Five of the best art exhibitions to see this week

Suggestions of Japan; Cork Arts Society exhibition; exploring ‘life and death, religion and ritual, pain and sorrow’; existing in an age of big data; and minimalist realism

Sile Kelly, ‘House in Ballycotton’, acrylic (Lavit Gallery)

Shane Berkery: Contemporary Paintings

Molesworth Gallery, 16 Molesworth St, Dublin Until March 28

Shane Berkery’s paintings “are informed by my own photos, including old family photos from my Japanese side”. The paintings are a way of meditating on and reconsidering the photographs. “Visual references are sampled, spliced and refracted” to produce images of stylised, quasi-photographic realism with a non-naturalistic palette dominated by “Vandyke brown, white, ultramarine, cadmium yellow and permanent rose”.

Cork Arts Society Annual Members’ Exhibition


Cork Arts Society’s 55th Annual Members’ Exhibition. Lavit Gallery, 5 Father Mathew St, Cork . Until March 24

Each year Cork Arts Society members are invited to submit work for a group show. Sheer numbers mean editing is necessary and three external selectors do that. This year 268 pieces were whittled down to a final 94, still a tight enough fit in the Lavit’s spaces. There’s a great range of work on display, from a great range of artists – Angela Gilmour, Con Kelleher, Damaris Lysaght, Julie Kelleher and Margaret O’Sullivan among them.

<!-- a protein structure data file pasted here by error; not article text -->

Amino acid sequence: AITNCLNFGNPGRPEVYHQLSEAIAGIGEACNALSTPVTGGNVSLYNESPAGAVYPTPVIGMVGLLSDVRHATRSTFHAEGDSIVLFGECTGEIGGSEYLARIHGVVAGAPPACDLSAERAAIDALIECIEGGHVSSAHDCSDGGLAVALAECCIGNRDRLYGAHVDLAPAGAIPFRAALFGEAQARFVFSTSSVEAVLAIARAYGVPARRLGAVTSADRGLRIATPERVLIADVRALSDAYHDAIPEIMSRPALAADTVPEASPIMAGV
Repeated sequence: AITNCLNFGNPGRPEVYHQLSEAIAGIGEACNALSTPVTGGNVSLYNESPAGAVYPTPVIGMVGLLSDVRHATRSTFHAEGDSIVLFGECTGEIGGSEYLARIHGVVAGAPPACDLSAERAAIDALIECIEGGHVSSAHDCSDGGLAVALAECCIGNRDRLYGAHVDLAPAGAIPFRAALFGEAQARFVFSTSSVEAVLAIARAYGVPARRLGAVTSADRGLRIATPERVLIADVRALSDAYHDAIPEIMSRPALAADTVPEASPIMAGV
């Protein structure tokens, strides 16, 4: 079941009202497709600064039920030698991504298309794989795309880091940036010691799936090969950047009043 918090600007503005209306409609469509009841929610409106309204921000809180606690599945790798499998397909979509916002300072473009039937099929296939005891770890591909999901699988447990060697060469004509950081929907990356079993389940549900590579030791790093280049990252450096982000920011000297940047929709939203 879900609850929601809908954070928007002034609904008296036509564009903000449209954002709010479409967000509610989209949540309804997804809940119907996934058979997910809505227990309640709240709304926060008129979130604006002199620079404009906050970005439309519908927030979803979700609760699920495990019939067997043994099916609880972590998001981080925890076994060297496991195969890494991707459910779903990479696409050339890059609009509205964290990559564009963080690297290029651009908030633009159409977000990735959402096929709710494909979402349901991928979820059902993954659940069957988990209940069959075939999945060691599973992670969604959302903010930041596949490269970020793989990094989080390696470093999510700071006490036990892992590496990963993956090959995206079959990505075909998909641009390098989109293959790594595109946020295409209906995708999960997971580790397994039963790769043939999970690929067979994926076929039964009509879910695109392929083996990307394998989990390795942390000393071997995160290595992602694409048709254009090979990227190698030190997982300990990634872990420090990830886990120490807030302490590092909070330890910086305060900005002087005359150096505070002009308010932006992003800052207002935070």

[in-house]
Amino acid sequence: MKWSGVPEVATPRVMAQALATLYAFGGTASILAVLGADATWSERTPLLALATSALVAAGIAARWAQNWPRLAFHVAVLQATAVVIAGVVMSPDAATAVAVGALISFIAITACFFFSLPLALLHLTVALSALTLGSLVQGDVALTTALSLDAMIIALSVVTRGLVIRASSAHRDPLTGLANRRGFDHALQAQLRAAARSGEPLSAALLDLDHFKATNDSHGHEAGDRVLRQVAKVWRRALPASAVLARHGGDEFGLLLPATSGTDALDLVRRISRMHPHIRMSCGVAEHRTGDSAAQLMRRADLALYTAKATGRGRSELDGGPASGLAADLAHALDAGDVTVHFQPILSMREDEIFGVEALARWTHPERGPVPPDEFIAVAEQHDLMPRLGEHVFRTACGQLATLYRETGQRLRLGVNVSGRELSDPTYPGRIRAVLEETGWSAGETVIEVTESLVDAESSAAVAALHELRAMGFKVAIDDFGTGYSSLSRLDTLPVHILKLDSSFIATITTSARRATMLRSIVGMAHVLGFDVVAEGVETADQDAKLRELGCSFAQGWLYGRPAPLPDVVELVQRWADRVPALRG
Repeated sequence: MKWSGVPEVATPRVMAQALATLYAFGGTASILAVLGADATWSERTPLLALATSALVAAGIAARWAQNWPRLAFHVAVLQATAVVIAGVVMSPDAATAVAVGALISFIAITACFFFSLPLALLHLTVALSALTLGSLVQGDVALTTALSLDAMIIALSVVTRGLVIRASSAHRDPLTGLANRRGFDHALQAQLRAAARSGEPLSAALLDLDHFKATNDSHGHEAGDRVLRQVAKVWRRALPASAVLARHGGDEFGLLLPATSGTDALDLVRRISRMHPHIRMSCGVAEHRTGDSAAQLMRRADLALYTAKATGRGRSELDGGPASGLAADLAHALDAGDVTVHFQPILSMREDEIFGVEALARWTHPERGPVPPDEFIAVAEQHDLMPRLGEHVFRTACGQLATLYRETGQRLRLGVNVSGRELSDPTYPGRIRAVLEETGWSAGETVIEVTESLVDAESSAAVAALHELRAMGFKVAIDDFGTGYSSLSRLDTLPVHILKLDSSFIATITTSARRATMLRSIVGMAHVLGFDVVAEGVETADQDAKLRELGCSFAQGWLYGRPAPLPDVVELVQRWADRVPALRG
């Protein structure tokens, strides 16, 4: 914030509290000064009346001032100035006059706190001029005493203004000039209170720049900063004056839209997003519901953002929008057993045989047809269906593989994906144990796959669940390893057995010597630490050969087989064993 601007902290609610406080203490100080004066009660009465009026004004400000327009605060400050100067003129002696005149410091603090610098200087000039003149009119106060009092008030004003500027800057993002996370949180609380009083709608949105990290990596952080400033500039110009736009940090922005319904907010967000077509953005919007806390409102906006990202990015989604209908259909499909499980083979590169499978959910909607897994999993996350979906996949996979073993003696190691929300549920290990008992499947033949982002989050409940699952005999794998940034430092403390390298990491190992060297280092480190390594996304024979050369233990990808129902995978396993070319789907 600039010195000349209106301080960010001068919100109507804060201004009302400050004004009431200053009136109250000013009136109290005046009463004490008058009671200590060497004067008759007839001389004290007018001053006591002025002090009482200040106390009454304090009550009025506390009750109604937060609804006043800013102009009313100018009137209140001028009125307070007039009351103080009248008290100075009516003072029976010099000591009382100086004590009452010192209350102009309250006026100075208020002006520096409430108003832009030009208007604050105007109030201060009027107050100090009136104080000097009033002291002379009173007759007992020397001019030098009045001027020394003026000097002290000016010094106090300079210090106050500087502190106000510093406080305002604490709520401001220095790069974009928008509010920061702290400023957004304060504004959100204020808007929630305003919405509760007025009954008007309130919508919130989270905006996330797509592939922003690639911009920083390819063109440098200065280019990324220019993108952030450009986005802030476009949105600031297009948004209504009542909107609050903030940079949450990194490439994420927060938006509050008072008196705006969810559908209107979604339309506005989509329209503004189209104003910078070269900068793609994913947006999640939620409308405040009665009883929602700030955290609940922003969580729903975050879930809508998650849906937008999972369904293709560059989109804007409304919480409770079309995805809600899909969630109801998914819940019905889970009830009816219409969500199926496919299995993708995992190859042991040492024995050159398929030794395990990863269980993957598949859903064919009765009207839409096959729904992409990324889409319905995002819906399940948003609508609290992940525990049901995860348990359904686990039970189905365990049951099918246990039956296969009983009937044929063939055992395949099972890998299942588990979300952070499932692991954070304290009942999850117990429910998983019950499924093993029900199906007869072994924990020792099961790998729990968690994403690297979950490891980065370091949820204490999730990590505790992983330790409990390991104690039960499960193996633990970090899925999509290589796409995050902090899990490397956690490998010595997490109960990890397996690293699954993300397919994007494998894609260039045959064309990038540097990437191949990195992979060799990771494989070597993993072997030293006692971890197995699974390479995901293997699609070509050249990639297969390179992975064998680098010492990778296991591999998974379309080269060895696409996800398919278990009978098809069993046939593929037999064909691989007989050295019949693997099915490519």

Bernadette Cotter: Repair

Limerick City Gallery of Art, Carnegie Building, Pery Square, Limerick. Until March 25

Three distinct projects involving intricate work on paper and textiles in installation, performance and drawing, in which Bernadette Cotter explores “life and death, religion and ritual, pain and sorrow”. Countless used piano strings, thousands of shard of broken glass engraved with poems by Eavan Boland, Adrienne Rich and Mary Oliver, sewing needles wrapped in black thread all feature in among the elements used.

Elva Mulchrone: Irrational Exuberance

Eight Gallery, Unit 3, The Times Building, D’Olier St, Dublin Until March 16

Elva Mulchrone’s work stood out in NCAD’s exceptional graduation show in 2016. Her work is described as “research heavy” – research conducted at Columbia University NYC  in this case – but at a certain point always makes a leap from the marshalling of information to a kind of abstract painting that has an inbuilt awareness of existing in an age of big data and the operation of algorithms in such fields as economics – her first field of study, as it happens.

Alam Pomeroy: Nocturne

Paintings by Alam Pomeroy,The Doorway Gallery, 24 South Frederick St, Dublin Until March 22

The show’s title is apt. Adam Pomeroy aims for what he describes as a “minimalist realism, paring down representation to the essential”. The result is, he says, as much about that is not there as what we can see. Each subject is animated by “mere flickers of light, like the perception of ghosts.” The viewer will instinctively, he believes, intuit what is not immediately visible.